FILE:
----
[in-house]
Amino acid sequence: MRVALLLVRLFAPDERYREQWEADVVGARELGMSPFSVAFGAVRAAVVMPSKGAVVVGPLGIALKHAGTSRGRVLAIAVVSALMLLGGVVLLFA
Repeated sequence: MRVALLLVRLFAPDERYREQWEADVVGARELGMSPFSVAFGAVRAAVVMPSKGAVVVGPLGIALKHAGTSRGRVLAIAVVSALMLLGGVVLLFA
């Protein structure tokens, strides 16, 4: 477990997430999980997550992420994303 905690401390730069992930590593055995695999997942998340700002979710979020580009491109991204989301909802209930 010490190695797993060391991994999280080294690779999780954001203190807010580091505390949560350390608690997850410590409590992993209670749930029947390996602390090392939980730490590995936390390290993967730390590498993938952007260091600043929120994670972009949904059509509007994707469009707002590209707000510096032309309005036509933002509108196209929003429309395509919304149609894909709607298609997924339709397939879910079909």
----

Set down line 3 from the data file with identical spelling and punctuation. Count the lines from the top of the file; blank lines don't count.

Repeated sequence: MRVALLLVRLFAPDERYREQWEADVVGARELGMSPFSVAFGAVRAAVVMPSKGAVVVGPLGIALKHAGTSRGRVLAIAVVSALMLLGGVVLLFA